Pam FesslerPam Fessler is a correspondent on NPR's National Desk, where she covers poverty and philanthropy.
A nutrition specialist prepares a Meals on Wheels delivery in upstate New York. The national organization says the sequester could mean significant cuts in the number of meals they serve to homebound seniors.
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Nearly 44 percent of Americans don't have enough savings or other liquid assets to stay out of poverty for more than three months if they lose their income, according to the Corporation for Enterprise Development.
Chelsea Clinton makes cards with 8-year-old Addison Rose on the National Mall on Saturday as part of the National Day of Service events. Clinton, daughter of former President Bill Clinton and Secretary of State Hillary Clinton, is the honorary chair of the National Day of Service.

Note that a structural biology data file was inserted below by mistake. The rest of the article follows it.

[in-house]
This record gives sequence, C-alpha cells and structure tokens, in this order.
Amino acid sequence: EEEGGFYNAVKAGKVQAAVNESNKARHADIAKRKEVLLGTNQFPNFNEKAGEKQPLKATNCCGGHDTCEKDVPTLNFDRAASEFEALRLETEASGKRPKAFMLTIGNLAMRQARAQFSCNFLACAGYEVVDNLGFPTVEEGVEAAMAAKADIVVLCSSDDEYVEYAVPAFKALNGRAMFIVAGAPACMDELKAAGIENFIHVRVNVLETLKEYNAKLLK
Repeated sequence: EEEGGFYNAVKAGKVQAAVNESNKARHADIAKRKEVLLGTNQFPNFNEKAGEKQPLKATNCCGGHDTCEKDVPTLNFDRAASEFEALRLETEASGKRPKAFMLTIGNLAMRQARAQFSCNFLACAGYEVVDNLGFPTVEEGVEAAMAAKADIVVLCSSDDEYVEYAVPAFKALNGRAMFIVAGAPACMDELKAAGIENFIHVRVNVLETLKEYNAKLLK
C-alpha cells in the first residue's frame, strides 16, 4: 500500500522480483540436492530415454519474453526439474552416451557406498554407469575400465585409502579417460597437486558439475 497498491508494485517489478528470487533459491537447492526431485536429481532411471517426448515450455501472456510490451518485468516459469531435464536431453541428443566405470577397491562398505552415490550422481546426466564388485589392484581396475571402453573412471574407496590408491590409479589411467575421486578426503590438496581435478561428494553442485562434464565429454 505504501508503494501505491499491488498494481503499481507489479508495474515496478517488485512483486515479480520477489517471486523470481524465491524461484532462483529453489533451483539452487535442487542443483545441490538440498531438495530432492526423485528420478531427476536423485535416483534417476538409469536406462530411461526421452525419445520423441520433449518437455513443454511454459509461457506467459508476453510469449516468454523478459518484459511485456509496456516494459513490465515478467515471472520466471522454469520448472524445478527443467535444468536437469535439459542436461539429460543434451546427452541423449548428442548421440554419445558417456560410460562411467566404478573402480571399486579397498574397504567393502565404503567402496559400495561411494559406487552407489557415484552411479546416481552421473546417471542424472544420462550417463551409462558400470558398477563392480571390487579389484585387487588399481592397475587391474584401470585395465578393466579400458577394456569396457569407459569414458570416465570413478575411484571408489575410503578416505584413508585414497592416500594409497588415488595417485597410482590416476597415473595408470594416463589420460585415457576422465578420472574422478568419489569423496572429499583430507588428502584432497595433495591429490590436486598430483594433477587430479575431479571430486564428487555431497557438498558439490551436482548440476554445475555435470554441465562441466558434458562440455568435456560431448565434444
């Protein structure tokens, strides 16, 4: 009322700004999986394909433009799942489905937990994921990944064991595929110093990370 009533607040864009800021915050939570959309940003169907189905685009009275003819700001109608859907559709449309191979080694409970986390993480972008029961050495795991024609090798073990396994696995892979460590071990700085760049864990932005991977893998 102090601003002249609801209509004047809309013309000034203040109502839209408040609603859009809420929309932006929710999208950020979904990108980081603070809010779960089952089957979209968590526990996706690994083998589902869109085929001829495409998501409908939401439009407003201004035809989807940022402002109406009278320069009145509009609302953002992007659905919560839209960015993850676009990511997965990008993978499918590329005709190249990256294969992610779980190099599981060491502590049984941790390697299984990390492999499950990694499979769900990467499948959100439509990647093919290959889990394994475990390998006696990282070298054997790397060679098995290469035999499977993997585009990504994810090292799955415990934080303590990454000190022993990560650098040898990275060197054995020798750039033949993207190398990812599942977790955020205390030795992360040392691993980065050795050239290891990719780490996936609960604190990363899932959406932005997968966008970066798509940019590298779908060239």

Volunteers sort through piles of donated clothes for Superstorm Sandy victims at an impromptu Staten Island aid station in November. Relief groups are still trying to figure out what to do with donated clothes people sent to New York and New Jersey in Sandy's aftermath.
James Vouloukos (left) and William Ferris sort through donated clothes in Oceanside, N.Y. Relief workers say cash is more useful than donated supplies for their efforts.
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After Superstorm Sandy, the Food Bank of Monmouth and Ocean Counties in Neptune, N.J., is filled with water bottles, canned food and other goods. But these supplies are going out almost as fast as they come in.